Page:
It's a blood-borne virus that attacks the liver and cases are reaching epidemic proportions in New Jersey and nationwide.

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Part of the problem is those living with hepatitis C can go decades without experiencing symptoms and the increase in the number of cases is not recognized by the public at large. There are about 17,000 new infections each year.

Between 2.7 million and 3.9 million people live with the chronic form of the condition and about 12,000 die each year from liver disease associated with hepatitis C.

"There are many different reasons for the increase, but I think it correlates with recent recommendations by the Centers for Disease Control and Prevention about improving surveillance and testing for individuals who might be at risk for hepatitis C. The CDC recently recommended that all baby boomers get tested for hepatitis C along with people who are at-risk," said State Epidemiologist Dr. Tina Tan. "Because more people are getting tested, it's a fact that more cases will be identified."

Hepatitis C used to be thought of as a virus that was common among intravenous drug users. That is no longer the case.

"The virus is spread by an infected person's blood. So, at-risk individuals include people who have a history of intravenous drug use. But, individuals who might have received dialysis, where their blood is run through different machines, are at-risk of getting infected as are individuals who have had blood transfusions or organ transplants before 1992 when more stringent screening measures were implemented. People who have been treated for blood clotting problems are also at-risk, along with those who have HIV. So, the risk factors are much more broad than they used to be," said Tan.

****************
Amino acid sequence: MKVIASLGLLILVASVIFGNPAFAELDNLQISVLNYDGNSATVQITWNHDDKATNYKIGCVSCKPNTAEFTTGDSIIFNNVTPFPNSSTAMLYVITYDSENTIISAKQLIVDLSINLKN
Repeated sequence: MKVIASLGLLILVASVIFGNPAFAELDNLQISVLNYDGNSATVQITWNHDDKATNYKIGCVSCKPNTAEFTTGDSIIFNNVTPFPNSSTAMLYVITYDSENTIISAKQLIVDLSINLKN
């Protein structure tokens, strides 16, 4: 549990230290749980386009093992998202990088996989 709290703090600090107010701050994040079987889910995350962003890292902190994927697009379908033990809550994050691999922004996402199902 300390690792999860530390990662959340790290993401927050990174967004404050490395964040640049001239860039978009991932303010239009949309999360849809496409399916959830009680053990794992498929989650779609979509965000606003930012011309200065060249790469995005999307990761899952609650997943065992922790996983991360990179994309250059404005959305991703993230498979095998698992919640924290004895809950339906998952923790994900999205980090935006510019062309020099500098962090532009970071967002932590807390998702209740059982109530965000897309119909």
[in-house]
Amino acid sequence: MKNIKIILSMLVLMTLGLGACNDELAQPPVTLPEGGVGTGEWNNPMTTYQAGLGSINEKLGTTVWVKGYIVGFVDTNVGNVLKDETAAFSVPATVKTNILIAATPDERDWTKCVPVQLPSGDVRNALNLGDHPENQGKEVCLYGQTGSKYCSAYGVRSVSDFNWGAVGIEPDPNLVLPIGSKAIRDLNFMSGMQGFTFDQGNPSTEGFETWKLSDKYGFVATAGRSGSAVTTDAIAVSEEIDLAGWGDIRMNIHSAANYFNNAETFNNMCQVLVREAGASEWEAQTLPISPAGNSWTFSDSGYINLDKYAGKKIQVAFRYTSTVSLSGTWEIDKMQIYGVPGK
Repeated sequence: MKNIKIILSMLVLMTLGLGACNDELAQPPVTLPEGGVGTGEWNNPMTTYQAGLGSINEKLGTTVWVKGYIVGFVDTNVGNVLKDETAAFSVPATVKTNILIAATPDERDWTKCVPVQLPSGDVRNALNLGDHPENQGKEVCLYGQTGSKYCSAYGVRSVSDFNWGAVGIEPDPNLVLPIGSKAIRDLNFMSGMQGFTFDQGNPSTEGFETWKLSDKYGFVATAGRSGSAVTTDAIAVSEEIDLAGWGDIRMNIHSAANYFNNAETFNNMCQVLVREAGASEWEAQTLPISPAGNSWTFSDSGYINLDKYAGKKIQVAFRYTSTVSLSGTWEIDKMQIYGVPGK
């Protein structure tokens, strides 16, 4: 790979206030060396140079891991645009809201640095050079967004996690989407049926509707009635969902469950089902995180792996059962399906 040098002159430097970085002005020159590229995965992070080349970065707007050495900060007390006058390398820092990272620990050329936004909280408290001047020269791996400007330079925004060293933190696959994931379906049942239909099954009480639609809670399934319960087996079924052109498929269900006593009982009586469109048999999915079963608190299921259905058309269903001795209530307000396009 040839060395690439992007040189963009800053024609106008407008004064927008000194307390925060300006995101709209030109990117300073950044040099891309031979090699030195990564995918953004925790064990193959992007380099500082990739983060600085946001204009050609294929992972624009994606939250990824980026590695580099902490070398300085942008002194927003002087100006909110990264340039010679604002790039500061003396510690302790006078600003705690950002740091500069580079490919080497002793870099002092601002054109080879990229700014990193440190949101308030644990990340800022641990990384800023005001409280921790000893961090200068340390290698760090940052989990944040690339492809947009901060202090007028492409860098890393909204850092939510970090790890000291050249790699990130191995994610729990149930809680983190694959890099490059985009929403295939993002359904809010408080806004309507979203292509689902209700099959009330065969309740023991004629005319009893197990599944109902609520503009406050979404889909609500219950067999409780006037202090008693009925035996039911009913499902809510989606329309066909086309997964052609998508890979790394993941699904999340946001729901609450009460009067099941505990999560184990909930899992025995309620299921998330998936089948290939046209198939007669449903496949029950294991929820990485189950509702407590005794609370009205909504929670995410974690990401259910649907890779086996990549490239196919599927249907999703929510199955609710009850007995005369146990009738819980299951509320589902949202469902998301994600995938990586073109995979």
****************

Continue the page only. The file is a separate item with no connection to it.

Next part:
How can you protect yourself from contracting hepatitis C?

  • Avoid direct contact with blood
  • Never share drug injection equipment
  • Use condoms when having sex
  • Get tattoos or body piercings from people who use sterile inks and tools
  • Do not use personal care items, such as razors, toothbrushes or anything that could have blood on it
  • Wear gloves when touching another person's blood.

A drug called interferon is used to treat hepatitis C. If the liver is severely damaged, a liver transplant may be recommended, which usually involves a long waiting list.

For more information, visit the state health website.